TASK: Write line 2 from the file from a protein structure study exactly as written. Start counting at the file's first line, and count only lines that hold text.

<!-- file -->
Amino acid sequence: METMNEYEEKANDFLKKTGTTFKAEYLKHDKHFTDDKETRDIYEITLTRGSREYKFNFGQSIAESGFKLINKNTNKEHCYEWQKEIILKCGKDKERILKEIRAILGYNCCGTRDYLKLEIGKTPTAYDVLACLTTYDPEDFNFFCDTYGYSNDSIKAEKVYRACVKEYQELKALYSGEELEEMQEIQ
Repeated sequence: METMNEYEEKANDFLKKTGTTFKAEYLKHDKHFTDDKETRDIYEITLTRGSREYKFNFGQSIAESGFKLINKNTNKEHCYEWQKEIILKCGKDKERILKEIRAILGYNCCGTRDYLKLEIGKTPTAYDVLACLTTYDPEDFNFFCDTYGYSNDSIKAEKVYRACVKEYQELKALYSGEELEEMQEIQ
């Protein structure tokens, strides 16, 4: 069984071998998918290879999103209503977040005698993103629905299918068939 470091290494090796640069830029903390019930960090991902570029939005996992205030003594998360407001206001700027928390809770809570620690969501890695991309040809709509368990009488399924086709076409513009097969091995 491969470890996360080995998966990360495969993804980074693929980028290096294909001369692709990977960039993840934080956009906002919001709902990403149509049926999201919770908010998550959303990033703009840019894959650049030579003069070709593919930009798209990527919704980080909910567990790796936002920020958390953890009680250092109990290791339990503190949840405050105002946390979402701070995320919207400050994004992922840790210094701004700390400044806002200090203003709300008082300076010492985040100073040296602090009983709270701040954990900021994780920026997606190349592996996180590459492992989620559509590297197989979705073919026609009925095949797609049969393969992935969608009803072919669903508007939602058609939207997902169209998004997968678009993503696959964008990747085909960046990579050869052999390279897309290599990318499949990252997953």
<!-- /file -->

Repeated sequence: METMNEYEEKANDFLKKTGTTFKAEYLKHDKHFTDDKETRDIYEITLTRGSREYKFNFGQSIAESGFKLINKNTNKEHCYEWQKEIILKCGKDKERILKEIRAILGYNCCGTRDYLKLEIGKTPTAYDVLACLTTYDPEDFNFFCDTYGYSNDSIKAEKVYRACVKEYQELKALYSGEELEEMQEIQ